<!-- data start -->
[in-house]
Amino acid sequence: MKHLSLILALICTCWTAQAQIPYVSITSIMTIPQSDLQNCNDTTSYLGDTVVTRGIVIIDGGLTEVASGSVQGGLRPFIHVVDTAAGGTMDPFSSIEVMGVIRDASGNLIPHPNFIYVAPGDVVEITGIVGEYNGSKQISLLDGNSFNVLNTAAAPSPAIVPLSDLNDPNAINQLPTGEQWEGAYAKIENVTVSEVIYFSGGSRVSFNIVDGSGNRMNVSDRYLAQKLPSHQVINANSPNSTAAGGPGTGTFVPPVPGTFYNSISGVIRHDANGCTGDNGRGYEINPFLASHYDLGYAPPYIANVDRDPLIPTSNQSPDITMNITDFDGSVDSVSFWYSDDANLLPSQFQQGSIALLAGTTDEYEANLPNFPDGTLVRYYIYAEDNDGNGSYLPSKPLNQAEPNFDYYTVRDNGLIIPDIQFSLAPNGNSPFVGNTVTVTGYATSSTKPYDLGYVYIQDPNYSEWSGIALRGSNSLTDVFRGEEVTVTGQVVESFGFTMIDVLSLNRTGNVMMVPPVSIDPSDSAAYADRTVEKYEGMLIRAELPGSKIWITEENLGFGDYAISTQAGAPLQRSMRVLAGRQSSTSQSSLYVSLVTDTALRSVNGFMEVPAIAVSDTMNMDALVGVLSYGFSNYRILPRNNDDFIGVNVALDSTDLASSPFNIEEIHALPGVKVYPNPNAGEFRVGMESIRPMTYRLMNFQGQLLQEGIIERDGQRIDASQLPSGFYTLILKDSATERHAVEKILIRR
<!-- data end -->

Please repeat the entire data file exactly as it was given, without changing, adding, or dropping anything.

[in-house]
Amino acid sequence: MKHLSLILALICTCWTAQAQIPYVSITSIMTIPQSDLQNCNDTTSYLGDTVVTRGIVIIDGGLTEVASGSVQGGLRPFIHVVDTAAGGTMDPFSSIEVMGVIRDASGNLIPHPNFIYVAPGDVVEITGIVGEYNGSKQISLLDGNSFNVLNTAAAPSPAIVPLSDLNDPNAINQLPTGEQWEGAYAKIENVTVSEVIYFSGGSRVSFNIVDGSGNRMNVSDRYLAQKLPSHQVINANSPNSTAAGGPGTGTFVPPVPGTFYNSISGVIRHDANGCTGDNGRGYEINPFLASHYDLGYAPPYIANVDRDPLIPTSNQSPDITMNITDFDGSVDSVSFWYSDDANLLPSQFQQGSIALLAGTTDEYEANLPNFPDGTLVRYYIYAEDNDGNGSYLPSKPLNQAEPNFDYYTVRDNGLIIPDIQFSLAPNGNSPFVGNTVTVTGYATSSTKPYDLGYVYIQDPNYSEWSGIALRGSNSLTDVFRGEEVTVTGQVVESFGFTMIDVLSLNRTGNVMMVPPVSIDPSDSAAYADRTVEKYEGMLIRAELPGSKIWITEENLGFGDYAISTQAGAPLQRSMRVLAGRQSSTSQSSLYVSLVTDTALRSVNGFMEVPAIAVSDTMNMDALVGVLSYGFSNYRILPRNNDDFIGVNVALDSTDLASSPFNIEEIHALPGVKVYPNPNAGEFRVGMESIRPMTYRLMNFQGQLLQEGIIERDGQRIDASQLPSGFYTLILKDSATERHAVEKILIRR